“Over the past 13 years, Huawei Canada has devoted itself to helping Canadian carriers build out their wireless networks and provide quality services for the Canadian people. Huawei equipment, including both hardware and software, has been routinely and closely scrutinized by the government and its security agencies according to stringent quality standards. There have been zero security incidents caused by Huawei equipment throughout this entire period. We are proud of our security record in Canada.

“Banning Huawei’s equipment and services will lead to significant economic loss in Canada and drive up the cost of communications for Canadian consumers. Unfortunately, this decision is beyond our control as a business. However, we will do everything in our capacity to protect the legitimate rights and interests of our customers, partners, and ourselves. We thank all of our Canadian partners, customers, and consumers for their ongoing support, and look forward to contributing to future network rollout in Canada when conditions permit.”

Champagne said the government is ensuring the long-term safety of the country’s telecommunications infrastructure. “As part of that the government intends to prohibit the inclusion of Huawei and ZTE products and services in Canada’s telecommunications systems. This follows a thorough review by our independent security agencies in consultation with our closest allies.”

“As a result, telecommunications companies that operate in Canada would no longer be permitted to make use of designated equipment or services provided by Huawei and ZTE. As well, companies that already use this equipment installed in their networks would be required to cease its use and remove it. The government intends to implement these measures as part of a broader agenda to promote the security of Canada’s telecommunications networks and in consultation with industry.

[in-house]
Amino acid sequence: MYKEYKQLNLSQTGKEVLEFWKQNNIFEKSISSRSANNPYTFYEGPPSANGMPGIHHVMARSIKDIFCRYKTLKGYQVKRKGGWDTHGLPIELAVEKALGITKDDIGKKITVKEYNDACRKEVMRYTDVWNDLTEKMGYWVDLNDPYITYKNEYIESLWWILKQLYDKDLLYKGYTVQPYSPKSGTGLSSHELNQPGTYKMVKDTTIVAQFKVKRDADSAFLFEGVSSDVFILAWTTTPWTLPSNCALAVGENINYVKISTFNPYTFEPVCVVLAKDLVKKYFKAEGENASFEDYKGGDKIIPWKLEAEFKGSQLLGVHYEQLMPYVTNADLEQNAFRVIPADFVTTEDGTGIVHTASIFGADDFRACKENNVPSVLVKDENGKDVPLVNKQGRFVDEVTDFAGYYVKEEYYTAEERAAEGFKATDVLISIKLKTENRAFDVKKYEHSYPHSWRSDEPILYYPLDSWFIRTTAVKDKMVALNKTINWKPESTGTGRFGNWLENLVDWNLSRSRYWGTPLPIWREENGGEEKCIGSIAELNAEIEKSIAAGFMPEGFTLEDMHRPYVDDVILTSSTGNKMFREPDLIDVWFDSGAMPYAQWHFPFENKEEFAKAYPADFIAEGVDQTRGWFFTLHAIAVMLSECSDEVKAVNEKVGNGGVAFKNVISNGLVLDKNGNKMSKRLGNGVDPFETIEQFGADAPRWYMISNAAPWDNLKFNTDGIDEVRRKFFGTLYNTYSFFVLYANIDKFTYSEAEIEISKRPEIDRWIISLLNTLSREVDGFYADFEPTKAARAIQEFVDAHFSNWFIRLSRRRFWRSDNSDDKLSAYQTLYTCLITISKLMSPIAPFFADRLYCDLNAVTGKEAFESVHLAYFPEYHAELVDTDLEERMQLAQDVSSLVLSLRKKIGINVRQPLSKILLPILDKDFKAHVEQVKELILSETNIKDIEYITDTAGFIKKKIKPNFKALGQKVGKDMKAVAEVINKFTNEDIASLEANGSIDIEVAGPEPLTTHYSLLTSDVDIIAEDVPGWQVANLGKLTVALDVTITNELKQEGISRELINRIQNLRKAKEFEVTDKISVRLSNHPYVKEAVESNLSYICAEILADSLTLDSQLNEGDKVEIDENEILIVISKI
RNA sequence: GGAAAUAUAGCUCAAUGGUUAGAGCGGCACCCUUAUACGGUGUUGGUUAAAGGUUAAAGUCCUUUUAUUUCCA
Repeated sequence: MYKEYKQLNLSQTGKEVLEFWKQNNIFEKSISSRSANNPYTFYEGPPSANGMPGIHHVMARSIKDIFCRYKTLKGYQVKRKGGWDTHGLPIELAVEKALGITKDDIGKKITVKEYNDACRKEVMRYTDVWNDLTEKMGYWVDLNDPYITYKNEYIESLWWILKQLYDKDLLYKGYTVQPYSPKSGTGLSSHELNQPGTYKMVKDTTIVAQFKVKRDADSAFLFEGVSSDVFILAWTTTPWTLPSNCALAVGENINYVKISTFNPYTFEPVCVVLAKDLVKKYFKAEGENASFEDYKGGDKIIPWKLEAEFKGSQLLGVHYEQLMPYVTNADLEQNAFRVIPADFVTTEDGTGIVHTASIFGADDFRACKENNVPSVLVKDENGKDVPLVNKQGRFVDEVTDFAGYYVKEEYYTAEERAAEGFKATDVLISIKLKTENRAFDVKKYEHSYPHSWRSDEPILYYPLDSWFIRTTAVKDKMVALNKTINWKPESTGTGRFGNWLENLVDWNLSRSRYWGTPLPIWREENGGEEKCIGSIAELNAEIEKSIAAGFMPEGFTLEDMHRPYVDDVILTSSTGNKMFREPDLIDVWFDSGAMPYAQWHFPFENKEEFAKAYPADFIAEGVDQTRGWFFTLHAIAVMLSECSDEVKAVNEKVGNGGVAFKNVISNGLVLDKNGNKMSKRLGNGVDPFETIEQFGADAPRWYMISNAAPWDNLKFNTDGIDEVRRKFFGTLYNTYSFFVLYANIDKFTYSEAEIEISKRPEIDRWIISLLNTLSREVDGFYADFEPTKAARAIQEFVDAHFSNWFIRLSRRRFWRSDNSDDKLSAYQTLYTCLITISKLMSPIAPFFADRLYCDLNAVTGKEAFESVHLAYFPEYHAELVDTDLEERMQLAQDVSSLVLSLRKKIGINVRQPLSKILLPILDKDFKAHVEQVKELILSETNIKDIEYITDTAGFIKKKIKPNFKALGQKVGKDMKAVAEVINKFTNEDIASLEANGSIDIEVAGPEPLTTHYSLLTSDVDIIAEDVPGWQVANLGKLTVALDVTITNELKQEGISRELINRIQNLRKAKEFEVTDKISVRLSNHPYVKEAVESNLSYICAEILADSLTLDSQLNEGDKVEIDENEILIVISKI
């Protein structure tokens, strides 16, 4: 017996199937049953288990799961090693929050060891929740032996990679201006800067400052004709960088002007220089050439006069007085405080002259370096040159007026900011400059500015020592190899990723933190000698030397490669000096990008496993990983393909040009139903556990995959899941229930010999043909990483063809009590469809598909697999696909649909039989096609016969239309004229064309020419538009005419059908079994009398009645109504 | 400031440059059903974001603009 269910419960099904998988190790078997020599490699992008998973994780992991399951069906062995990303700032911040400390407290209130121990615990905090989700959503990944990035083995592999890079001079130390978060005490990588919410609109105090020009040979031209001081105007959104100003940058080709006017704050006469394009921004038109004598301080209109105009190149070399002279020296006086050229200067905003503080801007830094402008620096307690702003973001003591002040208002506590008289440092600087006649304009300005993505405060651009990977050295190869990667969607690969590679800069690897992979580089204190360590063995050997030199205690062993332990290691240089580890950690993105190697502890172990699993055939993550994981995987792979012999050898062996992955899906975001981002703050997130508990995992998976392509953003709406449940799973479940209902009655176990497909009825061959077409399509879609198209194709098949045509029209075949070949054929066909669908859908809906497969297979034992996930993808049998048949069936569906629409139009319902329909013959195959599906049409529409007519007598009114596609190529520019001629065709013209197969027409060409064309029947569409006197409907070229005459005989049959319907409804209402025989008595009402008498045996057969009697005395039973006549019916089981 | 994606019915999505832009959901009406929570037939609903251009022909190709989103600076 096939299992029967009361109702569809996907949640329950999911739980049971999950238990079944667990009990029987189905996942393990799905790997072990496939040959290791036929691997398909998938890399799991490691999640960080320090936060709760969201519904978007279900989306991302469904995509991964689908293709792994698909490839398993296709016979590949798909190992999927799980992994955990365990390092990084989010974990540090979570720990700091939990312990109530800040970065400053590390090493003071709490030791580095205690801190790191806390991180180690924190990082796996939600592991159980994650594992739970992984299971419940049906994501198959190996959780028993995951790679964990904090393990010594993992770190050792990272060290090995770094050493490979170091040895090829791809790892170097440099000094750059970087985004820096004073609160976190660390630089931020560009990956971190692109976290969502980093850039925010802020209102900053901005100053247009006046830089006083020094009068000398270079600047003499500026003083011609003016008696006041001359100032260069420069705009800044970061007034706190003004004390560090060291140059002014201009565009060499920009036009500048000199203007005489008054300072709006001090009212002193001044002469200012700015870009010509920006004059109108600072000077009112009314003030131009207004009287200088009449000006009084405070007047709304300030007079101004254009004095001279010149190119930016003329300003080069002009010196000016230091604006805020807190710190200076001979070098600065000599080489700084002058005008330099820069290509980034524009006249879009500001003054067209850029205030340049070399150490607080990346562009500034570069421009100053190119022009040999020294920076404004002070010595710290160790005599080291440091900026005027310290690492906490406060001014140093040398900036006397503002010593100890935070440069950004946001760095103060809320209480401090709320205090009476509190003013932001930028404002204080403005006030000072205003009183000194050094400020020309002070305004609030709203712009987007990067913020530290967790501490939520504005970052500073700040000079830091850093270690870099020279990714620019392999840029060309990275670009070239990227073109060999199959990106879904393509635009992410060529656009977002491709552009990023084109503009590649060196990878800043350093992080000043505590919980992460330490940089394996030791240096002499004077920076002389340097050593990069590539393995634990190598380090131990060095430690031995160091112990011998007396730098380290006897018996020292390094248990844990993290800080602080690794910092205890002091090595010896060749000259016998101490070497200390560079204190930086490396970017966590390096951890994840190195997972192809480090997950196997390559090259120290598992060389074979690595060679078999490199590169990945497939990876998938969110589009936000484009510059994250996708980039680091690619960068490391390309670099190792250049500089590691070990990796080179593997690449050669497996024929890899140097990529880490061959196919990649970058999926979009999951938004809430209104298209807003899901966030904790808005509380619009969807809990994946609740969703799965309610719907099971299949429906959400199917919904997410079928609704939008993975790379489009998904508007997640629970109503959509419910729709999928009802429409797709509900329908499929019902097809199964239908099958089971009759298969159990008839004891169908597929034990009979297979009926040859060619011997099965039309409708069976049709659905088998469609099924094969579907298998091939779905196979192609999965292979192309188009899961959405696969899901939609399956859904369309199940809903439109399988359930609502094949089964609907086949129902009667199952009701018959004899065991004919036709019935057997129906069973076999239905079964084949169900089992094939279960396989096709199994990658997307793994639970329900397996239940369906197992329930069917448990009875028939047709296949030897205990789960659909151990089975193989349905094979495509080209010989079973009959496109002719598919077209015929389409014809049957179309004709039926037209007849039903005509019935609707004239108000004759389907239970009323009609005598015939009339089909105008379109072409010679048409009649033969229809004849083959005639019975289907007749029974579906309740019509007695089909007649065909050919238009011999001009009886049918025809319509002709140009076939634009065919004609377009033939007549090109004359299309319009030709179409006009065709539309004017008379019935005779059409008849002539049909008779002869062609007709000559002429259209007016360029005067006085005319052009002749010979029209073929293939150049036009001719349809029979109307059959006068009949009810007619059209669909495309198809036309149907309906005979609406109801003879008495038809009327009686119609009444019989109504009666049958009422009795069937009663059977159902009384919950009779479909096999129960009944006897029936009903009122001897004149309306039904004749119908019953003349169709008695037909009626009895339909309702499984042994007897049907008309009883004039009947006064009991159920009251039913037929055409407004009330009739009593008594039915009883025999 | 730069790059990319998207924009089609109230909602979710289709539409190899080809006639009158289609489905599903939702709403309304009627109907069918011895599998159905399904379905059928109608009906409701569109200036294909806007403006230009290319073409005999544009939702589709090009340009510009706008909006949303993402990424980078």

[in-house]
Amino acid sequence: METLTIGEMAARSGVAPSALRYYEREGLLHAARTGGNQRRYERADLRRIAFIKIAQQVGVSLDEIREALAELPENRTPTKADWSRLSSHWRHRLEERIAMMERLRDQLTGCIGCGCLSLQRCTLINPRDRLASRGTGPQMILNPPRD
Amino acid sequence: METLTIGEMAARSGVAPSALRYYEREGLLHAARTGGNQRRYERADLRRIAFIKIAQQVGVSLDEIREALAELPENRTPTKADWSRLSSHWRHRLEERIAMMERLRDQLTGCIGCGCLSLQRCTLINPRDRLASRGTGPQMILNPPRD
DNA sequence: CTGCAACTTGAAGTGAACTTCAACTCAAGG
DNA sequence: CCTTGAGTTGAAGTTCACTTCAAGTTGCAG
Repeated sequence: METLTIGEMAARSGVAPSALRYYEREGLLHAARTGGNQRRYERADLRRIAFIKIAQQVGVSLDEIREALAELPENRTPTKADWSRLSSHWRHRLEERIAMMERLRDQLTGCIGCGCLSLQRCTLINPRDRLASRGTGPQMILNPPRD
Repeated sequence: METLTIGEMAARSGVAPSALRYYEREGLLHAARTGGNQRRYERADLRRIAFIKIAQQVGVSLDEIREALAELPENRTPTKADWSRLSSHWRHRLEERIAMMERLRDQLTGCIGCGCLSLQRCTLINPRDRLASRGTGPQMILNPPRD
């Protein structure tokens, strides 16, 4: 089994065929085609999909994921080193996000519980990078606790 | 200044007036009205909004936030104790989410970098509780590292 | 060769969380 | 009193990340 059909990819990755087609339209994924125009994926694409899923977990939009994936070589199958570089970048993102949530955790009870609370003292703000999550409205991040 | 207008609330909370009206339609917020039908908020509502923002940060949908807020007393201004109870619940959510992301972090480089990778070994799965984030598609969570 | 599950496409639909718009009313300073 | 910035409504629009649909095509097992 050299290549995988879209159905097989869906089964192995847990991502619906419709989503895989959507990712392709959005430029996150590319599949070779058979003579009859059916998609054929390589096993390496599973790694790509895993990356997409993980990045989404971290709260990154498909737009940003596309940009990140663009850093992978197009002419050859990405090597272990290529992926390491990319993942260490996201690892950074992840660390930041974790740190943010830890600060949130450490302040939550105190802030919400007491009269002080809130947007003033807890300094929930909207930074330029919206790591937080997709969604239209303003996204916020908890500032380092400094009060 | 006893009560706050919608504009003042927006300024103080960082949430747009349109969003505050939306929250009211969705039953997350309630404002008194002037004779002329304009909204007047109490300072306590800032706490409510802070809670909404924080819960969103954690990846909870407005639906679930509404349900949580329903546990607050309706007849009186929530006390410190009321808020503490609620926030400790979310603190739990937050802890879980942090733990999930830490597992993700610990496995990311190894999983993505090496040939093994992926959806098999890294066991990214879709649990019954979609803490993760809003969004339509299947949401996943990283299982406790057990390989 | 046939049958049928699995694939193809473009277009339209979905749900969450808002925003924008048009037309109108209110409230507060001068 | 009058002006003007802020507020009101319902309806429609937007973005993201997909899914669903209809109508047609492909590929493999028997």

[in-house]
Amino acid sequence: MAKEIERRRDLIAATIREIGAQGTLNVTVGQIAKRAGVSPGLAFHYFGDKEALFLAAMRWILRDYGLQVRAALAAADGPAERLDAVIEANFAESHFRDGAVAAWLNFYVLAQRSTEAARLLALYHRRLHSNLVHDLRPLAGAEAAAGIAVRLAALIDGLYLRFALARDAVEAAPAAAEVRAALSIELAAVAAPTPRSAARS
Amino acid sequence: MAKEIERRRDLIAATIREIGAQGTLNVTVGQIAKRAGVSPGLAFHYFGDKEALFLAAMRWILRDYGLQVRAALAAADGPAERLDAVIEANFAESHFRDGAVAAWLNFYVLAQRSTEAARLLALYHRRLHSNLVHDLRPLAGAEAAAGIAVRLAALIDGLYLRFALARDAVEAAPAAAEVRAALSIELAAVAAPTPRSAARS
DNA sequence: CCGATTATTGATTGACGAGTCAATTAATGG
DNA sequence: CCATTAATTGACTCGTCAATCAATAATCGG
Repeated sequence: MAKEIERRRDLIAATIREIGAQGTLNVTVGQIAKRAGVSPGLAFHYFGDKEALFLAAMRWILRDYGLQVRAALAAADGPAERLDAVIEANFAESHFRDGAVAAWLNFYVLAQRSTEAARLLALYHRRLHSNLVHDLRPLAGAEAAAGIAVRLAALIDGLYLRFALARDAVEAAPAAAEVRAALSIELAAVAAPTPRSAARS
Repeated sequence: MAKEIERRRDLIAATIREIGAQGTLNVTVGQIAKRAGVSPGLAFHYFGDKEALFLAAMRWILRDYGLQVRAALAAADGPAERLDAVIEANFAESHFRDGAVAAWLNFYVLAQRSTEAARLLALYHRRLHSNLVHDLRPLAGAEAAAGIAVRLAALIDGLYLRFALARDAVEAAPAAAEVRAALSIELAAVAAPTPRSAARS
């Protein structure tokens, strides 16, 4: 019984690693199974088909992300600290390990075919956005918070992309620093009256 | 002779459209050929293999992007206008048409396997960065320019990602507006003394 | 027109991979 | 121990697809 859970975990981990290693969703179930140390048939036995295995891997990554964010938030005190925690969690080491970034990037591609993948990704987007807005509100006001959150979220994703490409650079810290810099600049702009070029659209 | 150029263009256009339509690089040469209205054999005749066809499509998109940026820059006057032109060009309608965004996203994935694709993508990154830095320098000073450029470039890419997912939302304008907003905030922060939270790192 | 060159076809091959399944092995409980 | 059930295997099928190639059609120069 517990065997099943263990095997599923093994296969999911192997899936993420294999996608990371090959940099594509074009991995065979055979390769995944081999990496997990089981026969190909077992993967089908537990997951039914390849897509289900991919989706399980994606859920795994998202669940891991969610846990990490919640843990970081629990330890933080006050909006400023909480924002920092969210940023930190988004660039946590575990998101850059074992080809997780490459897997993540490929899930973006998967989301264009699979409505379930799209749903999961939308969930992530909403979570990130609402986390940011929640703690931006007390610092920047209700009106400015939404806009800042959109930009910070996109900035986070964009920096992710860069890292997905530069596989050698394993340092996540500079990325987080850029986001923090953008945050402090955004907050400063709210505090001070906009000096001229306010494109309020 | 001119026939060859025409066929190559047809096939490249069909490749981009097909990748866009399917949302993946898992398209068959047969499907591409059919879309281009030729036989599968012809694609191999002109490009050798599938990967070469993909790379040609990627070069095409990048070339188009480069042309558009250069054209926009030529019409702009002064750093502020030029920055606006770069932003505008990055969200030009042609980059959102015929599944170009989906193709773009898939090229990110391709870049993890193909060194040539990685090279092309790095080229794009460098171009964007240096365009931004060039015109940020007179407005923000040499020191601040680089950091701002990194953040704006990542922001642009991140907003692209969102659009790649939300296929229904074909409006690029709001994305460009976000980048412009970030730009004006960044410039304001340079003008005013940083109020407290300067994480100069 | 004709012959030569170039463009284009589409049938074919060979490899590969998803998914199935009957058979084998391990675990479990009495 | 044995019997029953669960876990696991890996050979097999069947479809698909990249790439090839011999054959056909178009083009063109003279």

“Our government will always protect the safety and security of Canadians and will take any actions necessary to safeguard our critical telecommunications infrastructure.”

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The use of new 5G equipment and managed services from Huawei and ZTE will be prohibited and existing 5G equipment and managed services must be removed or terminated by June 28, 2024.

Any use of new 4G equipment and managed services from Huawei and ZTE will be prohibited and any existing 4G equipment and managed services must be removed or terminated by December 31, 2027.

The government expects that telecommunications service providers will stop buying new 4G or 5G equipment and associated services from the companies by September 1st.

The government will also impose restrictions on Gigabit Passive Optical Network (GPON) equipment used in fibre-optic networks.

RELATED: Canada has a telcom security problem, not a Huawei problem

Medicino said the government will soon introduce a new framework to protect critical infrastructure in the finance, telecommunications, energy and finance sectors. “This new legislation will better protect systems vital to our national security and give the government a new tool to respond to emerging cyber threats.”

(This story has been updated to include comments from Huawei)


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Jim Love, Chief Content Officer, IT World Canada

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Howard Solomon
Howard Solomon
Currently a freelance writer, I'm the former editor of and Computing Canada. An IT journalist since 1997, I've written for several of ITWC's sister publications including and Computer Dealer News. Before that I was a staff reporter at the Calgary Herald and the Brampton (Ont.) Daily Times. I can be reached at hsolomon [@]